Kubuntu Lucid Lynx after upgrade gfx driver problems

Posted by Flo in Tricks on May 12th, 2010.
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After upgrading to the new Kubuntu version: Lucid Lynx, the graphics drivers on my computer stopped functioning. Any attempt to reïnstall them failed because they seemed to be already intstalled. After a quick search, more people seem to be affected by this. The only work-around I found resulted in working open source drivers (for ATI: fglrx), but not in working commercial drivers. Though, after an hour of trial and error problem solving I seem to have everything working again. Here’s a short guide for people who didn’t find the solution yet.

First of all, what were my problems? In short, applications asked for the fglrx drivers, but when I try to install them, the installation failed with a nice WARNING message. The problem was quite the same as found in this link: https://bugs.launchpad.net/ubuntu/lucid/+source/fglrx-installer/+bug/565407.

Please note that this is a solution for people with ATI products, NOT nvidia products. The solution might work the same, but in steps 1 and 2 you need to find the corresponding drivers for nvidia.


How to solve it?

We’ll need a terminal window. If you’re stuck outside kubuntu, in a wizard that first states that you miss about 3 things, of which one is an open source driver, press OK, and try to start kubuntu in safe mode. Which is the first option in the wizard. You may need to repeat this a few times (it only worked with me after 2 tries) till you get in the command line login screen. Otherwise just open Konsole.

  1. I tried a few of the work arounds that I found there, but the only one working was #10, in short: delete the ATI folder located at /usr/share/ati. You must do this in the terminal. For people who don’t know the commands:
                   First navigate to /usr/share/ by using cd: $ cd /usr/share/
                   Then delete the ati folder using: $ sudo rm -r ati
  2. If you were excluded from the graphical interface, you might want it back using the open source drivers. In the terminal type:
                   $ sudo apt-get install fglrx
    to install the open source ATI drivers. Then use
                   $ startx
    to start the xserver. If it doesn’t start, you can try to reboot: $ sudo reboot. If that doesn’t work, try reading the bug report in the link above and try to get it working.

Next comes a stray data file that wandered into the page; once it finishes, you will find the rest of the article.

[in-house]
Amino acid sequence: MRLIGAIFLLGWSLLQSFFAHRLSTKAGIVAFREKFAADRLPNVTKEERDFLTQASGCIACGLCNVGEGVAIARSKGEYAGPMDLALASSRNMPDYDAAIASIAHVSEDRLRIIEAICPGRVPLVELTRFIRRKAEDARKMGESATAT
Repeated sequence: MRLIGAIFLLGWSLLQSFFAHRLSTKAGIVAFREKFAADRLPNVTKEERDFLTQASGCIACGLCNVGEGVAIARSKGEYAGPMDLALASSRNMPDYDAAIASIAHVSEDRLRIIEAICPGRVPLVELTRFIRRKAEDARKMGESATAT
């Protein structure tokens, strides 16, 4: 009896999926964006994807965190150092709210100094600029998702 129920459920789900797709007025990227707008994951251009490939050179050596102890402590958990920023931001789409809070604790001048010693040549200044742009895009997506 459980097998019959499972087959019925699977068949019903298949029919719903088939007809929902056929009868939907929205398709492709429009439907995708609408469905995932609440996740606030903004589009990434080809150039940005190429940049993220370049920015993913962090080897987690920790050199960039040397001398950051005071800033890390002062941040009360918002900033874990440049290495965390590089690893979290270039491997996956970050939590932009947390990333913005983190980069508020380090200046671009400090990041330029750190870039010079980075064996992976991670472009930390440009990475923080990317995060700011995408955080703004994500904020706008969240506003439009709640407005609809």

3. Now my guide gets a little more vague. We’re going to install the official drivers, but in my case that didn’t work directly. I will first give you the steps in a way I think I solved the problem, then I will give you all the changes I made in case you don’t get it working. I hope you won’t be needing them.

    In my opinion, the reason why you can’t succesfully install the official drivers is because of envyng. I thought I uninstalled it quite some time ago, but after the upgrade I found it again in KPackageKit. So, we will need to uninstall it:
                 Open KPackageKit, you can find it in the application starter, or as I call it: the menu. Then search for "envy" and you will probably find it. If it’s installed, delete it. If it’s not installed, go to the next step.

  4. Now you might want to download the newest drivers from the ati website so you can install them later.
  5. Now we are going to remove the open source drivers. search for them in KPackageKit by searching for ¨fglrx¨. Delete the package(s) that go by that name.
  6. I’m not sure what will happen, but the graphical interface will probably stay active. Open Konsole, navigate to the folder where you’ve downloaded the driver, and install the file using:
                  $ sudo sh ati-drivers-package-name.run
    follow the instructions, finish the installation and reboot.
  7. In my case this worked. I rebooted in a working environment, and noticed compiz started working again.


If the steps above don’t work, here are some steps I tried in between some of them.

Before step 1:
-This workaround:

          == WORKAROUND ==
         $ export FORCE_ATI_UNINSTALL=/usr/share/ati
         $ apt-get install fglrx


         – reinstall from the ATI installer to restore the /etc/ati directory
         – then uninstall with ATI script
         – finally installthe ubuntu package.

– I tried $ aticonfig –initial –f a few times.


Between step 2 an 3:

– I tried to install the official drivers without changing anything after step 2.
– I tried to activate/deactivate the drivers with the ¨Hardware Drivers¨ application found in the menu under System. It didn’t give any response.
– I tried to open envyng, but it didn’t give any response.
– I again tried $ aticonfig –initial –f a few times.
– I believe I rebooted a few times after some unsuccesful installations of the commercial drivers.

Note on step 6: I believe I rebooted after step 5, so step 6 would be from kubuntu safe mode terminal. I started the xserver manually with startx after installing the ati drivers.


I hope this will lead to some solutions. If you have any results using this guide, please give some feedback. That way I may be able to clean up this guide.

If you have any questions, concerning technical things, I recommend asking mr. google first. I’m not very skilled at this.

One Response to “Kubuntu Lucid Lynx after upgrade gfx driver problems”

  1. There is forever a peril. I wouldn’t do it unless you can afford to take the hit of losing everything. Also I wouldn’t use ideneb for that machine. Each distribution is distinct and every are great for some other forms. I strongly propose utilizing iatkos v7 for an HP Mini. It is the foremost build for that computer hardware as it has all the drivers used in on the Mini. There is a step-by-step on what alternatives to pick in this thread.

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